We were sitting on the couch being our regular weekend couch potatoes when Lyn with outstretched arms asked me can you make this or something like it and passed me the better homes and gardens magazine. She loves carrot juice and for a while was concerned her skin was going to turn orange she was drinking so much. I can just picture her looking like the “Tangerine Man” John Boehner walking into work with that lovely skin shade of orange. Anyway she did not turn orange and is still drinking it. I was never a fan although I can’t say that I really gave it a chance. So with my non love of carrot juice and being an ever supportive husband I said sure if you want.
The carrots in this came out so sweet the spice was just right if you like spicy and I got to say I really like this quick and easy soup.
2 tablespoons olive oil
1 small onion, finely chopped
2 cloves garlic, minced
1 ½ teaspoons curry powder
4 cups refrigerated orange-carrot juice – you can buy this or we used 3 cups carrot and 1 cup orange, Lyn is a Carrot Juice head.
1 14 ½ ounce can reduced-sodium chicken broth
½ teaspoon salt (I left out the Salt)
1 cup carrots, diagonally sliced
1 cup sliced celery
2 cups dried medium noodles (2 cups) –
1 cup sugar snap peas, trimmed (I used regular frozen peas)
2 tablespoons fresh cilantro leaves
¼ – ½ teaspoon crushed red pepper
2 cups shredded cooked chicken
1. In a 4- to 5- quart Dutch oven heat olive oil over medium heat. Add onion and garlic; cook and stir 2 minutes. Add curry powder; cook 1 minute more. Carefully stir in orange-carrot juice, chicken broth, 1 cup water, and salt; add carrot and celery. Bring to boiling; reduce heat. Simmer, covered, 20 minutes.
2. Add noodles; cook 6 minutes, stirring occasionally. Add chicken and sugar snap peas; heat through. Stir in cilantro and crushed red pepper. Where I used frozen peas I did not defrost them just added they were cooked perfectly.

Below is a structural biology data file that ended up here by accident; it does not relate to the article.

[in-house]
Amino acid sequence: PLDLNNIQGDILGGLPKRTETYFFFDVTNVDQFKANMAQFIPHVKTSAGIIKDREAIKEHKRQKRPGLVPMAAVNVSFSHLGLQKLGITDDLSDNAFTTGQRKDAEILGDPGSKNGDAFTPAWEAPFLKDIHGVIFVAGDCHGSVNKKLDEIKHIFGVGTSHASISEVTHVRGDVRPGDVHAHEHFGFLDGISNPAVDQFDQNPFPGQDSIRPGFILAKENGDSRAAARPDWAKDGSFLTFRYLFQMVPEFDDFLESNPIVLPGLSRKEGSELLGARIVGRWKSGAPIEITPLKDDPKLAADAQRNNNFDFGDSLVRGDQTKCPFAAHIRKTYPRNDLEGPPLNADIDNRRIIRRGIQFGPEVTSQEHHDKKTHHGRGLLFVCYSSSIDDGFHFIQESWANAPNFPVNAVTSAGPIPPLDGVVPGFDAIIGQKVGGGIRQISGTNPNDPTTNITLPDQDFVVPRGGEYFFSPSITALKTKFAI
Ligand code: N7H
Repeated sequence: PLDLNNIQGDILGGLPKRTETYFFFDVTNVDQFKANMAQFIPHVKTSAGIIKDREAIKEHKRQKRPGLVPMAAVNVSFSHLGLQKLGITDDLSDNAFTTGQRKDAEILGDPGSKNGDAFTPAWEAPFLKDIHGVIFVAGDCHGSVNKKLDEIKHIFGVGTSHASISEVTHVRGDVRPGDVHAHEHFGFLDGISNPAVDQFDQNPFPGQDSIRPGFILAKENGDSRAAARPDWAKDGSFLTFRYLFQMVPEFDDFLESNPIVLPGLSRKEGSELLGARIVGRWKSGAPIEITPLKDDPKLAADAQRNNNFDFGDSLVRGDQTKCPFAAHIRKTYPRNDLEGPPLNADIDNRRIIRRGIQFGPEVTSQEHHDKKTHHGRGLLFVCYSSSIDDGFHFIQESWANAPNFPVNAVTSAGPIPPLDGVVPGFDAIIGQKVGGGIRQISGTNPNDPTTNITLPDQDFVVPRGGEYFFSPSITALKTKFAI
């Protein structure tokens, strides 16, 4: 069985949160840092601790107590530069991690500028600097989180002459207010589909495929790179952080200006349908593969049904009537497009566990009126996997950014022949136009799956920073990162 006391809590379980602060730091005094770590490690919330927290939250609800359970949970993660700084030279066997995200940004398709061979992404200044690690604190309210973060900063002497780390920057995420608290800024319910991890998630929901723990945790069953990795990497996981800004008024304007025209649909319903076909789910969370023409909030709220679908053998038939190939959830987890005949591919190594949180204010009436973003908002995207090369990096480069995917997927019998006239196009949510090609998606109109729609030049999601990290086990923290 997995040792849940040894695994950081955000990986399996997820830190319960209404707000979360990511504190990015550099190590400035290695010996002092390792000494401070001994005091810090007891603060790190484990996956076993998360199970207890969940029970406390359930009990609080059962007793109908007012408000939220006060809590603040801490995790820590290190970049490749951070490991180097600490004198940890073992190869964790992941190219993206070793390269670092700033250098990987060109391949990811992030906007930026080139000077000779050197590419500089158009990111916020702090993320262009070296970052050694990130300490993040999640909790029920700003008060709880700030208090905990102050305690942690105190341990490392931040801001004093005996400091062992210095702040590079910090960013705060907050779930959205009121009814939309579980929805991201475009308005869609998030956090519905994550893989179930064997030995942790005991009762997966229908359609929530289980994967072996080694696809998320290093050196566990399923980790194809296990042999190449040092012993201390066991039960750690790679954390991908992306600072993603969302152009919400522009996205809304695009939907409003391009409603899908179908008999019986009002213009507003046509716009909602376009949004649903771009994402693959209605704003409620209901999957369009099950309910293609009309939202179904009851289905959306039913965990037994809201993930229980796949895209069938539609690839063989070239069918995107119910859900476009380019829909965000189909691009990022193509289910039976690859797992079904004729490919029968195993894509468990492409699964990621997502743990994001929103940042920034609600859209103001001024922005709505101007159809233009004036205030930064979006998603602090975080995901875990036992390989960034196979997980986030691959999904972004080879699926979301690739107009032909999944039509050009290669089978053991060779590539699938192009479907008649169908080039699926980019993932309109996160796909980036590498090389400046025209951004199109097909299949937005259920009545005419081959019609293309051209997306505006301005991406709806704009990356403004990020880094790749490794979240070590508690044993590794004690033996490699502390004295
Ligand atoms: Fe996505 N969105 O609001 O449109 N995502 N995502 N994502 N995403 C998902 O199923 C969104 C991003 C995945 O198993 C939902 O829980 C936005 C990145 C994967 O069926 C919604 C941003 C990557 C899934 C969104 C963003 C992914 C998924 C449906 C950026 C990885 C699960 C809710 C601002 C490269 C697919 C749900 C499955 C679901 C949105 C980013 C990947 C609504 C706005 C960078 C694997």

Note: If you are going to serve the whole batch then add all the noodles but I always found they can end up absorbing too much of the soup if they sit in there so I cooked separately and added to the bowls when served. You will find if cooked in soup they will absorb more of the spice flavors.
What are the Health Benefits of Drinking Carrot Juice?
Many people consider drinking carrot juice one of the healthiest lifestyle choices possible. Carrot juice is known for beta carotene which gives the body Vitamin A, B Vitamins, Vitamin E and many minerals. The health benefits of drinking carrot juice are thought to be good prenatal health, eyesight, bones and teeth, liver and nails, skin and hair as well as helping in cancer prevention.
Carrot juice is thought to reduce the risks of many different types of cancer including skin and breast cancer. The cancer-fighting properties of carrot juice are often thought to be excellent due to the high amounts of beta carotene. Beta carotene changes to Vitamin A in the body. Studies have connected Vitamin A with cancer prevention by its antioxidant properties that help eliminate cancer-causing free radicals in the body.
Deficiencies in Vitamin A can cause dryness and damage to the skin, nails and hair. Drinking carrot juice to produce Vitamin A is said to benefit many different parts of the body. Vitamin A also strengthens bones and teeth.
Drinking carrot juice is thought to be extremely beneficial for the liver due to Vitamin A’s cleansing effects. Vitamin A reduces bile and fat in the liver. However, for the liver to reap the maximum benefits of Vitamin A, it is said that drinking carrot juice needs be done regularly rather than occasionally. The liver can store Vitamin A.
Drinking carrot juice is also thought to improve eyesight due to Vitamin A creation in the body. Deficiencies in Vitamin A can lead to night blindness which can be very dangerous. For example, if a person with night blindness is driving a car at night, the glare of the headlights from oncoming cars in the opposite direction can affect him or her in a way that makes the eyes not refocus properly. An easy way of detecting a Vitamin A deficiency is to walk from a well-lit room to a dimly-lit or dark room. Your eyes should have little trouble adjusting to the change in light.
Drinking carrot juice, as well as eating carrots, is thought to be especially beneficial for prenatal health. Beta-carotene that forms into Vitamin A is said to be very healthy for both mother and child. Some studies have shown that when babies drink both milk and carrot juice they get the best possible amount of Vitamin A.
The darker the color of the carrot, the more carotene it contains. Many people find the taste of carrot juice enjoyable and surprisingly sweet. Carrot juice does have a high concentration of natural sugar, so those with diabetes should consult their doctor as to how much they can drink. Drinking carrot juice is also thought to be good for reproductive health due to the Vitamin E content.